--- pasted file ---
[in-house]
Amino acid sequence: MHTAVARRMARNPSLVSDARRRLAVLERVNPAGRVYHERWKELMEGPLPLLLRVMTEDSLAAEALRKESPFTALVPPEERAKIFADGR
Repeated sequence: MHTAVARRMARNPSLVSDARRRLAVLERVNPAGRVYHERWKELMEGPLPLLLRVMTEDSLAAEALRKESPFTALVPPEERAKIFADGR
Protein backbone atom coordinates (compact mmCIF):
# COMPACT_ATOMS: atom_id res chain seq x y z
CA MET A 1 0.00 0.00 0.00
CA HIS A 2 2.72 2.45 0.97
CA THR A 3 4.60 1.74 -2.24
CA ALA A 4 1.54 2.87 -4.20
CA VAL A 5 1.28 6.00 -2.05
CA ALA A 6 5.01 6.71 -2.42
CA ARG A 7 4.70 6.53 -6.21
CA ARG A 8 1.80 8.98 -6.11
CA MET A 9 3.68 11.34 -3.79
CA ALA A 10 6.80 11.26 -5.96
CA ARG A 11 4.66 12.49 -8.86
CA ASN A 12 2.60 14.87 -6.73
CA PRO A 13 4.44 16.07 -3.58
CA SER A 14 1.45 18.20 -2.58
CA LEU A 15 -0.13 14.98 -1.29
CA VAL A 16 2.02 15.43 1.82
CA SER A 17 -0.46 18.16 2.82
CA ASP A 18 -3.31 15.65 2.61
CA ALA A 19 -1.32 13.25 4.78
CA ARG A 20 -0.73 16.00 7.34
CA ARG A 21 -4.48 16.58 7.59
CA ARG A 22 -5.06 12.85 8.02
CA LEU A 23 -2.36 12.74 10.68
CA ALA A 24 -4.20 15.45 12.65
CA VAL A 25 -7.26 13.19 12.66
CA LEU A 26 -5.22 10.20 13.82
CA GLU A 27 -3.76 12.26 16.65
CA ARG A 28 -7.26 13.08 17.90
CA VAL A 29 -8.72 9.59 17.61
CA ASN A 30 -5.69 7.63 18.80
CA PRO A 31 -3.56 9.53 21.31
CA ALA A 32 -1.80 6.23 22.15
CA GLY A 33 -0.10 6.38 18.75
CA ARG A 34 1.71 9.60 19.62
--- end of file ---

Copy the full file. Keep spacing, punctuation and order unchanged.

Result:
[in-house]
Amino acid sequence: MHTAVARRMARNPSLVSDARRRLAVLERVNPAGRVYHERWKELMEGPLPLLLRVMTEDSLAAEALRKESPFTALVPPEERAKIFADGR
Repeated sequence: MHTAVARRMARNPSLVSDARRRLAVLERVNPAGRVYHERWKELMEGPLPLLLRVMTEDSLAAEALRKESPFTALVPPEERAKIFADGR
Protein backbone atom coordinates (compact mmCIF):
# COMPACT_ATOMS: atom_id res chain seq x y z
CA MET A 1 0.00 0.00 0.00
CA HIS A 2 2.72 2.45 0.97
CA THR A 3 4.60 1.74 -2.24
CA ALA A 4 1.54 2.87 -4.20
CA VAL A 5 1.28 6.00 -2.05
CA ALA A 6 5.01 6.71 -2.42
CA ARG A 7 4.70 6.53 -6.21
CA ARG A 8 1.80 8.98 -6.11
CA MET A 9 3.68 11.34 -3.79
CA ALA A 10 6.80 11.26 -5.96
CA ARG A 11 4.66 12.49 -8.86
CA ASN A 12 2.60 14.87 -6.73
CA PRO A 13 4.44 16.07 -3.58
CA SER A 14 1.45 18.20 -2.58
CA LEU A 15 -0.13 14.98 -1.29
CA VAL A 16 2.02 15.43 1.82
CA SER A 17 -0.46 18.16 2.82
CA ASP A 18 -3.31 15.65 2.61
CA ALA A 19 -1.32 13.25 4.78
CA ARG A 20 -0.73 16.00 7.34
CA ARG A 21 -4.48 16.58 7.59
CA ARG A 22 -5.06 12.85 8.02
CA LEU A 23 -2.36 12.74 10.68
CA ALA A 24 -4.20 15.45 12.65
CA VAL A 25 -7.26 13.19 12.66
CA LEU A 26 -5.22 10.20 13.82
CA GLU A 27 -3.76 12.26 16.65
CA ARG A 28 -7.26 13.08 17.90
CA VAL A 29 -8.72 9.59 17.61
CA ASN A 30 -5.69 7.63 18.80
CA PRO A 31 -3.56 9.53 21.31
CA ALA A 32 -1.80 6.23 22.15
CA GLY A 33 -0.10 6.38 18.75
CA ARG A 34 1.71 9.60 19.62